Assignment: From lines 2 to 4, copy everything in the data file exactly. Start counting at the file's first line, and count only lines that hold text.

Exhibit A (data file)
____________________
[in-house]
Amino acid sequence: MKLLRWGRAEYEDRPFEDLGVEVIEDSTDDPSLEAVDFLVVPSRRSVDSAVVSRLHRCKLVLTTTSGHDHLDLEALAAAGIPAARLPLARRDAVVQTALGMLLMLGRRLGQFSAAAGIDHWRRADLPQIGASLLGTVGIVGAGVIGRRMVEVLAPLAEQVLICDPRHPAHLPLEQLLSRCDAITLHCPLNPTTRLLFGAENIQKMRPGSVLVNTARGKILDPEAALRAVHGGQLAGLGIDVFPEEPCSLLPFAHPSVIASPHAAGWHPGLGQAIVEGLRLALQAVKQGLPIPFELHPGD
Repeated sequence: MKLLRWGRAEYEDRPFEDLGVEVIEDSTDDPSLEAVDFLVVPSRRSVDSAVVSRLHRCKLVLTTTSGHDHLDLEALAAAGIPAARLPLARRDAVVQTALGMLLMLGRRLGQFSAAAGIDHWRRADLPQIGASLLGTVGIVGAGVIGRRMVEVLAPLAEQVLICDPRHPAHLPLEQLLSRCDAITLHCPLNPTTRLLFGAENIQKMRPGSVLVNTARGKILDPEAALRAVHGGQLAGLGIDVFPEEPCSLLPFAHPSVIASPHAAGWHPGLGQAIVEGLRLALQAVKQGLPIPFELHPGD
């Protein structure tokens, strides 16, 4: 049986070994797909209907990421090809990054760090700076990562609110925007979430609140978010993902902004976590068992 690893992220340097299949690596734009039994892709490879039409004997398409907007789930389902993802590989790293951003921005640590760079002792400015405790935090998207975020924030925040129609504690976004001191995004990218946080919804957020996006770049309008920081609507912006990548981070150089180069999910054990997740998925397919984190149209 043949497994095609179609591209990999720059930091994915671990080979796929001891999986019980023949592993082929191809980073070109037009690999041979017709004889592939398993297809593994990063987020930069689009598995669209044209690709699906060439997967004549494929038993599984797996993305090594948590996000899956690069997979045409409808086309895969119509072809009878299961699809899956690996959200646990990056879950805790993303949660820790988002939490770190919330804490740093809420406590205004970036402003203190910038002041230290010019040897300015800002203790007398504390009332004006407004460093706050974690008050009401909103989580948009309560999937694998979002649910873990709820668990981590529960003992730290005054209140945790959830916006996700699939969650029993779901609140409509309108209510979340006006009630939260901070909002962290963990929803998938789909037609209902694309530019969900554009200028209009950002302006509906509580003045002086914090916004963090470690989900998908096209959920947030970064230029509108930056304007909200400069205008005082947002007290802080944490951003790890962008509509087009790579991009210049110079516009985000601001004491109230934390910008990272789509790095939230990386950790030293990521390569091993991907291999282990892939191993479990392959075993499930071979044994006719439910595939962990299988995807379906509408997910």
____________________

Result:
Amino acid sequence: MKLLRWGRAEYEDRPFEDLGVEVIEDSTDDPSLEAVDFLVVPSRRSVDSAVVSRLHRCKLVLTTTSGHDHLDLEALAAAGIPAARLPLARRDAVVQTALGMLLMLGRRLGQFSAAAGIDHWRRADLPQIGASLLGTVGIVGAGVIGRRMVEVLAPLAEQVLICDPRHPAHLPLEQLLSRCDAITLHCPLNPTTRLLFGAENIQKMRPGSVLVNTARGKILDPEAALRAVHGGQLAGLGIDVFPEEPCSLLPFAHPSVIASPHAAGWHPGLGQAIVEGLRLALQAVKQGLPIPFELHPGD
Repeated sequence: MKLLRWGRAEYEDRPFEDLGVEVIEDSTDDPSLEAVDFLVVPSRRSVDSAVVSRLHRCKLVLTTTSGHDHLDLEALAAAGIPAARLPLARRDAVVQTALGMLLMLGRRLGQFSAAAGIDHWRRADLPQIGASLLGTVGIVGAGVIGRRMVEVLAPLAEQVLICDPRHPAHLPLEQLLSRCDAITLHCPLNPTTRLLFGAENIQKMRPGSVLVNTARGKILDPEAALRAVHGGQLAGLGIDVFPEEPCSLLPFAHPSVIASPHAAGWHPGLGQAIVEGLRLALQAVKQGLPIPFELHPGD
């Protein structure tokens, strides 16, 4: 049986070994797909209907990421090809990054760090700076990562609110925007979430609140978010993902902004976590068992 690893992220340097299949690596734009039994892709490879039409004997398409907007789930389902993802590989790293951003921005640590760079002792400015405790935090998207975020924030925040129609504690976004001191995004990218946080919804957020996006770049309008920081609507912006990548981070150089180069999910054990997740998925397919984190149209 043949497994095609179609591209990999720059930091994915671990080979796929001891999986019980023949592993082929191809980073070109037009690999041979017709004889592939398993297809593994990063987020930069689009598995669209044209690709699906060439997967004549494929038993599984797996993305090594948590996000899956690069997979045409409808086309895969119509072809009878299961699809899956690996959200646990990056879950805790993303949660820790988002939490770190919330804490740093809420406590205004970036402003203190910038002041230290010019040897300015800002203790007398504390009332004006407004460093706050974690008050009401909103989580948009309560999937694998979002649910873990709820668990981590529960003992730290005054209140945790959830916006996700699939969650029993779901609140409509309108209510979340006006009630939260901070909002962290963990929803998938789909037609209902694309530019969900554009200028209009950002302006509906509580003045002086914090916004963090470690989900998908096209959920947030970064230029509108930056304007909200400069205008005082947002007290802080944490951003790890962008509509087009790579991009210049110079516009985000601001004491109230934390910008990272789509790095939230990386950790030293990521390569091993991907291999282990892939191993479990392959075993499930071979044994006719439910595939962990299988995807379906509408997910």